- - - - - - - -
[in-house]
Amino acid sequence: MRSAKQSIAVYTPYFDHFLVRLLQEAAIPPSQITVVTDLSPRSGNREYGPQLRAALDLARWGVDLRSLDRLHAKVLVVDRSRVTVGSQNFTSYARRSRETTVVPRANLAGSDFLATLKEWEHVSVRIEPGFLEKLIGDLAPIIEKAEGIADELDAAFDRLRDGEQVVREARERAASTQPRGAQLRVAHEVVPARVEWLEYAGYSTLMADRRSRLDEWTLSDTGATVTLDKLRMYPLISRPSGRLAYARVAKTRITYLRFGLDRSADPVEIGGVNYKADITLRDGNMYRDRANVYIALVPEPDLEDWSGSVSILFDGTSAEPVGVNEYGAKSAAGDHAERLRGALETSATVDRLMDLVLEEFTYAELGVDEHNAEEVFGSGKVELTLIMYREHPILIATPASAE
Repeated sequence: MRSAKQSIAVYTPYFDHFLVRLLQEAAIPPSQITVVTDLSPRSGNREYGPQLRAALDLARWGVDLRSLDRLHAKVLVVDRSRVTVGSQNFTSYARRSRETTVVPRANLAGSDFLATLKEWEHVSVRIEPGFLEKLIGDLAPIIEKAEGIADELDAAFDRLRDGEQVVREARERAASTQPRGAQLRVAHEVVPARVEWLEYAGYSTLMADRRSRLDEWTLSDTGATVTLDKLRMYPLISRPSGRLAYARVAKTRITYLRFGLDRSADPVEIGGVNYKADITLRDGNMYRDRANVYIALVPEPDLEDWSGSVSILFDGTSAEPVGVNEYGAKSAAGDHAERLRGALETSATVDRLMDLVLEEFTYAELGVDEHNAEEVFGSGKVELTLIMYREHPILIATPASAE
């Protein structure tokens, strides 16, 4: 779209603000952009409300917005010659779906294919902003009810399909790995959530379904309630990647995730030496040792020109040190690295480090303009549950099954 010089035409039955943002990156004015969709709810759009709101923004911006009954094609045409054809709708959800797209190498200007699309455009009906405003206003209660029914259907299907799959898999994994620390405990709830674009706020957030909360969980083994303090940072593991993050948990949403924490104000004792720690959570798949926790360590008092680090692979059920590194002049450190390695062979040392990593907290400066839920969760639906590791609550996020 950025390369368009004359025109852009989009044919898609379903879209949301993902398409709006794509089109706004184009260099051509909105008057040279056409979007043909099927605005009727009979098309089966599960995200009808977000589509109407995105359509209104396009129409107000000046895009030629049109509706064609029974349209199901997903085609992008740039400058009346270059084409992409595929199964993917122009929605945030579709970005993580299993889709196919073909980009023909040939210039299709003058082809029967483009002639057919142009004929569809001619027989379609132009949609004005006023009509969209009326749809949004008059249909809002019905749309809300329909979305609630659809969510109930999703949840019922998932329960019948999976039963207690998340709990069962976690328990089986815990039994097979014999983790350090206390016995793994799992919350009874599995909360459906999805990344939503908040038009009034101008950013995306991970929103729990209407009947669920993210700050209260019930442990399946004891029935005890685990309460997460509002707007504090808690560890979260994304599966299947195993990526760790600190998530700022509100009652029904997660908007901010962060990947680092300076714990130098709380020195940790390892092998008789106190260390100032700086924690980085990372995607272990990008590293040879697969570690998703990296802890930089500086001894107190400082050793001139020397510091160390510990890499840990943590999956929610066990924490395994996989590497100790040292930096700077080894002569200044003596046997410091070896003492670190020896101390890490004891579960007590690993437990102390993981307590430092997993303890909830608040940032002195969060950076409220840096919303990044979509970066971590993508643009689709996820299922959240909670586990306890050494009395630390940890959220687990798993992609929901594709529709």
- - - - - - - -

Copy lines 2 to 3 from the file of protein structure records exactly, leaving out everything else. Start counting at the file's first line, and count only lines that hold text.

Amino acid sequence: MRSAKQSIAVYTPYFDHFLVRLLQEAAIPPSQITVVTDLSPRSGNREYGPQLRAALDLARWGVDLRSLDRLHAKVLVVDRSRVTVGSQNFTSYARRSRETTVVPRANLAGSDFLATLKEWEHVSVRIEPGFLEKLIGDLAPIIEKAEGIADELDAAFDRLRDGEQVVREARERAASTQPRGAQLRVAHEVVPARVEWLEYAGYSTLMADRRSRLDEWTLSDTGATVTLDKLRMYPLISRPSGRLAYARVAKTRITYLRFGLDRSADPVEIGGVNYKADITLRDGNMYRDRANVYIALVPEPDLEDWSGSVSILFDGTSAEPVGVNEYGAKSAAGDHAERLRGALETSATVDRLMDLVLEEFTYAELGVDEHNAEEVFGSGKVELTLIMYREHPILIATPASAE
Repeated sequence: MRSAKQSIAVYTPYFDHFLVRLLQEAAIPPSQITVVTDLSPRSGNREYGPQLRAALDLARWGVDLRSLDRLHAKVLVVDRSRVTVGSQNFTSYARRSRETTVVPRANLAGSDFLATLKEWEHVSVRIEPGFLEKLIGDLAPIIEKAEGIADELDAAFDRLRDGEQVVREARERAASTQPRGAQLRVAHEVVPARVEWLEYAGYSTLMADRRSRLDEWTLSDTGATVTLDKLRMYPLISRPSGRLAYARVAKTRITYLRFGLDRSADPVEIGGVNYKADITLRDGNMYRDRANVYIALVPEPDLEDWSGSVSILFDGTSAEPVGVNEYGAKSAAGDHAERLRGALETSATVDRLMDLVLEEFTYAELGVDEHNAEEVFGSGKVELTLIMYREHPILIATPASAE